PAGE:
and confessed? (This person is caught when they did not
- What kind of attitude would you expect from the
person who was caught?
- What kind of attitude should the spiritual people
have? (They should be gentle. The goal is
restoration, not condemnation.)
- I was just reading a condemnation of the way our
church handles homosexuals. The claim is that we
condemn, rather than trying to restore. Do you
- Re-read the last part of Galatians 6:1. What do you think
complicates the issue of how the church relates to
homosexuality? (This lesson reaches many cultures. I can
only speak about the United States. The complicating issue
here is that those condemning the church do not think that
homosexuality is sin.)
- How do you "gently" "restore" those who do not
admit their conduct is sinful?
- Is warning about being caught up in the sin
teaching us to keep a clear vision about the
nature of sin? (Yes. When we come close to the
sinner, our sympathy for the sinner may
transform itself into sympathy for the sin.)
- Read Galatians 6:2. Consider two questions. What does it
mean to carry the burdens of others? What is the law of
Christ? (We just learned that the "new law" of Jesus is to
love others as Jesus loved us. Thus, carrying the burden
of others is to help them with their sin problem.)
- Let's go back to homosexual behavior. How would you
carry the burden of a homosexual? (Kindness. Many
homosexuals say that they are by nature attracted to
others of the same gender. We know that our own sin
problem is stubborn and arises from our sinful
nature. Sympathy in restoration goes a long way. But,
restoration is always the goal.)
- Read Galatians 6:3. How can we think we are something when
we are nothing? ( James 2:8-11 tells us that if we break
one point of the law, we have broken all. We cannot
congratulate ourselves for being heterosexuals, for the
sin of pride means we are like other sinners.)
- Would the attitude that we are also sinners help in
our restoration efforts?
- Read Galatians 6:4-5. Why are we now told to "carry our
own load" when we were just told we should "carry each
other's burdens?" (Carrying our own load is recognizing
and taking responsibility for our own sins. If we merely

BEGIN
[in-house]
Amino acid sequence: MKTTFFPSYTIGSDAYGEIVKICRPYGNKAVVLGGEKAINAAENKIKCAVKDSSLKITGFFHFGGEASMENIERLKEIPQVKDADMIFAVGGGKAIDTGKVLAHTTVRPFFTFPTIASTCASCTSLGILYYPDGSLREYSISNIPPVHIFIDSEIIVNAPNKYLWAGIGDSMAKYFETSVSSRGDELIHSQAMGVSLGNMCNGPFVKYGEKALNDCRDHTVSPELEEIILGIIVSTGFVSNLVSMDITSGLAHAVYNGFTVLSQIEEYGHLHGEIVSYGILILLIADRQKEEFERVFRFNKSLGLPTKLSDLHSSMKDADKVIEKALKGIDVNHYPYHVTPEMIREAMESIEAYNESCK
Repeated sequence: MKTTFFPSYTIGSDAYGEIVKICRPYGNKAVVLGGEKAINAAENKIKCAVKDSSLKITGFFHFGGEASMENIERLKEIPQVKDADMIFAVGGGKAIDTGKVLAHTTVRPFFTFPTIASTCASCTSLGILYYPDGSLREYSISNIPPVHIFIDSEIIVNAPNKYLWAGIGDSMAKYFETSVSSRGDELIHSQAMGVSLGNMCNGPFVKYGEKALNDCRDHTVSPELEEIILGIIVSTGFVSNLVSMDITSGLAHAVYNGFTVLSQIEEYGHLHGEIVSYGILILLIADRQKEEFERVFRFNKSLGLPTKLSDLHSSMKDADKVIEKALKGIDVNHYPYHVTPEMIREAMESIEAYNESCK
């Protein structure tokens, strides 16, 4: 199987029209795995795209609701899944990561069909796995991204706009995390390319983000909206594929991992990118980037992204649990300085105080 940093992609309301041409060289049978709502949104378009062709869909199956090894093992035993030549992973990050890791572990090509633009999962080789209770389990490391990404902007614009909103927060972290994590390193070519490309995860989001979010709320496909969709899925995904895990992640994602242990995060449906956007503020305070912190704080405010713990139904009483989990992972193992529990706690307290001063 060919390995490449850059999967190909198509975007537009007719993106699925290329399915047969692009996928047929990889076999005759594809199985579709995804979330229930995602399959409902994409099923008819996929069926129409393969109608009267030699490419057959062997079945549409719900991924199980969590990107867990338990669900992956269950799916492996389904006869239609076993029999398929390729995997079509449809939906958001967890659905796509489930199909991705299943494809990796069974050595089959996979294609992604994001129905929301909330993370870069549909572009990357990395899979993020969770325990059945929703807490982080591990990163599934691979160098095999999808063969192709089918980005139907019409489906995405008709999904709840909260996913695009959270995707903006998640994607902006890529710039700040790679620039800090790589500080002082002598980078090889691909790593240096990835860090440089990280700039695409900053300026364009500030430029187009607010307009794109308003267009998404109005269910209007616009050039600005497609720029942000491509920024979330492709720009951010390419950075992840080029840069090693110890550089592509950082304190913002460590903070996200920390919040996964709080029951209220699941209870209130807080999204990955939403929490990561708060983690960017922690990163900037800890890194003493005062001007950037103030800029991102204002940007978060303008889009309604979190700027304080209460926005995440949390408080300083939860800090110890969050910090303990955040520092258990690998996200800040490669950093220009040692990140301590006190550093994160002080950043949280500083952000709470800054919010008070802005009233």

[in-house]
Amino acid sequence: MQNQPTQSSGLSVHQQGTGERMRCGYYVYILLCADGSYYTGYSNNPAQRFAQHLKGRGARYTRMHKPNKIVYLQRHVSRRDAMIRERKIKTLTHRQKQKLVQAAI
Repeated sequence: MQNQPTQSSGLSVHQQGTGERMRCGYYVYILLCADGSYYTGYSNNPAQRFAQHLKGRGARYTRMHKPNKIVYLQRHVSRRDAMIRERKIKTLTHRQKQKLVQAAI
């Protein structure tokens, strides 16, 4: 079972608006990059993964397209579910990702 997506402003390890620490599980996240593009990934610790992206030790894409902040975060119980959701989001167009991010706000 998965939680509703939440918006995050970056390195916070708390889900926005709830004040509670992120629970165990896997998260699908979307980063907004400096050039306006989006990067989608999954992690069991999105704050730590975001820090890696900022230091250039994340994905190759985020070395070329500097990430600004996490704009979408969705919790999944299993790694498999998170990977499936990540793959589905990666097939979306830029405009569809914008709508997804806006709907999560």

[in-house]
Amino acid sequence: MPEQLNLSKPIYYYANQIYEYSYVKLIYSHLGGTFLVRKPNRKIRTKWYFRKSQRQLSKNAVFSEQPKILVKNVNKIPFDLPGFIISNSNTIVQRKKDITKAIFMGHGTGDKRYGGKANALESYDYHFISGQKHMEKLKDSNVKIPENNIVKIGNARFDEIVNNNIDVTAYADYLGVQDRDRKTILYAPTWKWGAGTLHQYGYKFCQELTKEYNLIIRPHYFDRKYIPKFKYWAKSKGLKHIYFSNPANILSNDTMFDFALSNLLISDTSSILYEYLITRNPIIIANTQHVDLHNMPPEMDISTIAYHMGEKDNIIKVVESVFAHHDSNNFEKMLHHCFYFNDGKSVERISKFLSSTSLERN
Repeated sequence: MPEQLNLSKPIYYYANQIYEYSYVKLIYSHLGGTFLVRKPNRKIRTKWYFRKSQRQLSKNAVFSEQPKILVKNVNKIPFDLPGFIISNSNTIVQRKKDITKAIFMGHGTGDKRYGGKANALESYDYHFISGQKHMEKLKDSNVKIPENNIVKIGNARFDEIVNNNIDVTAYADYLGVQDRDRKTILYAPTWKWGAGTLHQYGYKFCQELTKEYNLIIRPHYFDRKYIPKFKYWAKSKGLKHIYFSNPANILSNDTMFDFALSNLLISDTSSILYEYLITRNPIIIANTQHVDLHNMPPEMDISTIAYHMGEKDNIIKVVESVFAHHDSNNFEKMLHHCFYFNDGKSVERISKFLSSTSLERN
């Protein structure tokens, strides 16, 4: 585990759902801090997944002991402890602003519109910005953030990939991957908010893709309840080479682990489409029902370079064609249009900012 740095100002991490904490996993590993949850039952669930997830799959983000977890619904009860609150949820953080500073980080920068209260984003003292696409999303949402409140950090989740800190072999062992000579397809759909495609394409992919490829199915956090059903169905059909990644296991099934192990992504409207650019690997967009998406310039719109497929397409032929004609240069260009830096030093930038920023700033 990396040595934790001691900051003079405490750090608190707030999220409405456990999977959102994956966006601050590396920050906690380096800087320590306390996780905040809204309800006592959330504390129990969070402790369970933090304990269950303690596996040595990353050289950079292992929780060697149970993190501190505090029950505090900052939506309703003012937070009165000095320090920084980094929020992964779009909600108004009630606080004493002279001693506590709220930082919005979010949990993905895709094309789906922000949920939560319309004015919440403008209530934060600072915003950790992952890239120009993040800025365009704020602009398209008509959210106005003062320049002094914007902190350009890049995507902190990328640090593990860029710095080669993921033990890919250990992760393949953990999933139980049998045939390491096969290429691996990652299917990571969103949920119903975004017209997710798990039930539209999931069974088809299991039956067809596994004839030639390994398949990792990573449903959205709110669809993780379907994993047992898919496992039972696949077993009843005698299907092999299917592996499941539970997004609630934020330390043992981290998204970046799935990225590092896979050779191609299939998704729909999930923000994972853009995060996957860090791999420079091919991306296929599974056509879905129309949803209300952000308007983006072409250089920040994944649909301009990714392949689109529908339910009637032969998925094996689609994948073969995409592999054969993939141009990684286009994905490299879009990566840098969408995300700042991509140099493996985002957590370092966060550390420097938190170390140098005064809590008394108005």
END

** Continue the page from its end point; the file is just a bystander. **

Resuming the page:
recognize the sins of others, and not our own, we can
hardly help others with their sins.)
- Why is it important not to compare ourselves with
others? (This gets back to the new law of Christ -
the standard for comparison is Jesus' love for us.)
- Read 1 Corinthians 9:19-21. Does this help us to
understand what it means to carry the burdens of others?
- Exactly what would you do if you were following
Paul's directions? Would you become a sinner to win
sinners? (This cannot be the meaning because
Galatians 6:1 teaches us to be alert to temptation
when we are carrying the burdens of others. Instead,
I think the practical application of this advice is
to avoid stressing the differences in our points of
- Reaping from Love
- Let's return to Galatians. Read Galatians 6:7-9. We have
been talking about carrying loads - not only our own but
that of others. I'm not normally excited about carrying
things around. What is the good news here? (We are
rewarded for it!)
- Is our reward eternal life? If so, carrying loads
earns our salvation? (Read Galatians 2:15-16. Paul is
not saying that our works earn salvation. Rather, he
is telling us that choosing to live by the Spirit
rather than by our sinful nature makes a huge
difference in our life. Our works do not save us, but
our decision to accept Jesus as our Savior is
naturally followed by decisions to treat those around
us with love.)
- Read Galatians 6:10. Who should be the special target of
our help? (Fellow believers.)
- Friend, grace is about more than receiving unearned
eternal life as a result of Jesus' life, death and
resurrection on our behalf. True grace produces in us a
love like Jesus showed to us. A love in which we give up
our life for others. A love which recognizes that we, too,
are terrible sinners. A love which blesses us more than if
we lived a selfish, narrow life. Will you commit today to
ask the Holy Spirit to infuse your life with love?
- Next week: Christ, the Law and the Gospel.
* Copr. 2014, Bruce N. Cameron, J.D. All scripture references are to the New International Version (NIV), copr. 1973, 1978, 1984 International Bible Society, unless otherwise noted. Quotations from the NIV are used by permission of Zondervan Bible Publishers. Suggested answers are found within parentheses. The lesson assumes the teacher uses a blackboard or some other visual aid.